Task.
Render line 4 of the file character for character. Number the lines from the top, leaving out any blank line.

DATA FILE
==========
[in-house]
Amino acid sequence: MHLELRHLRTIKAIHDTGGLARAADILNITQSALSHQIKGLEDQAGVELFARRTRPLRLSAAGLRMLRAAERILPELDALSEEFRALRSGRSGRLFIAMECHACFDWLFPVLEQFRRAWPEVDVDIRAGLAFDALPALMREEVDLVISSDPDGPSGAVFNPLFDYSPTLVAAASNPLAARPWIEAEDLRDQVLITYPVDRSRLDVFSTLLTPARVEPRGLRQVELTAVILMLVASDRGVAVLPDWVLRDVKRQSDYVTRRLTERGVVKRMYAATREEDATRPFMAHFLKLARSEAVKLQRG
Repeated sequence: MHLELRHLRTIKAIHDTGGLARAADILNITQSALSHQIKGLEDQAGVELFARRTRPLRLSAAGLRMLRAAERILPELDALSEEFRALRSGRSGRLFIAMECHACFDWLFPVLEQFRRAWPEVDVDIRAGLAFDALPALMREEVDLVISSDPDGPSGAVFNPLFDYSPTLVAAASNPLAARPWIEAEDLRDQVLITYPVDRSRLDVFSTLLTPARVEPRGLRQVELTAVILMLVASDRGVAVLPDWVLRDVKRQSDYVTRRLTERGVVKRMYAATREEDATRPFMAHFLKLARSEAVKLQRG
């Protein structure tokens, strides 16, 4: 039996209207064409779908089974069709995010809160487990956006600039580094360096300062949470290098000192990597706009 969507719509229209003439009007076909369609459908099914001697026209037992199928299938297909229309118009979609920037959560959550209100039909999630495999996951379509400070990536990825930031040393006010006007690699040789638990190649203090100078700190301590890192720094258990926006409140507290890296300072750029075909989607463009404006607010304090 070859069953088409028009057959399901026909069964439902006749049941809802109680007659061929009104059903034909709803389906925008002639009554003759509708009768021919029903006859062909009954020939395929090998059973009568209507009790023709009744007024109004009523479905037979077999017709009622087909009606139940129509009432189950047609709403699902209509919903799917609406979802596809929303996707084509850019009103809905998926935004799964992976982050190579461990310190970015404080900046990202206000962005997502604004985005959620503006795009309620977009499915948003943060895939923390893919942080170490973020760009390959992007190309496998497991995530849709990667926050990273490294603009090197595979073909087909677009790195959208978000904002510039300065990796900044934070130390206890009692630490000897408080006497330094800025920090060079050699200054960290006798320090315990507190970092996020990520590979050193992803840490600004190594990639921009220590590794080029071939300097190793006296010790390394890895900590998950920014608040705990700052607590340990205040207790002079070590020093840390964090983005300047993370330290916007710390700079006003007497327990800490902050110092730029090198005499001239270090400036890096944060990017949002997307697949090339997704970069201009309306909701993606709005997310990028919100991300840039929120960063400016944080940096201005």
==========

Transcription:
């Protein structure tokens, strides 16, 4: 039996209207064409779908089974069709995010809160487990956006600039580094360096300062949470290098000192990597706009 969507719509229209003439009007076909369609459908099914001697026209037992199928299938297909229309118009979609920037959560959550209100039909999630495999996951379509400070990536990825930031040393006010006007690699040789638990190649203090100078700190301590890192720094258990926006409140507290890296300072750029075909989607463009404006607010304090 070859069953088409028009057959399901026909069964439902006749049941809802109680007659061929009104059903034909709803389906925008002639009554003759509708009768021919029903006859062909009954020939395929090998059973009568209507009790023709009744007024109004009523479905037979077999017709009622087909009606139940129509009432189950047609709403699902209509919903799917609406979802596809929303996707084509850019009103809905998926935004799964992976982050190579461990310190970015404080900046990202206000962005997502604004985005959620503006795009309620977009499915948003943060895939923390893919942080170490973020760009390959992007190309496998497991995530849709990667926050990273490294603009090197595979073909087909677009790195959208978000904002510039300065990796900044934070130390206890009692630490000897408080006497330094800025920090060079050699200054960290006798320090315990507190970092996020990520590979050193992803840490600004190594990639921009220590590794080029071939300097190793006296010790390394890895900590998950920014608040705990700052607590340990205040207790002079070590020093840390964090983005300047993370330290916007710390700079006003007497327990800490902050110092730029090198005499001239270090400036890096944060990017949002997307697949090339997704970069201009309306909701993606709005997310990028919100991300840039929120960063400016944080940096201005």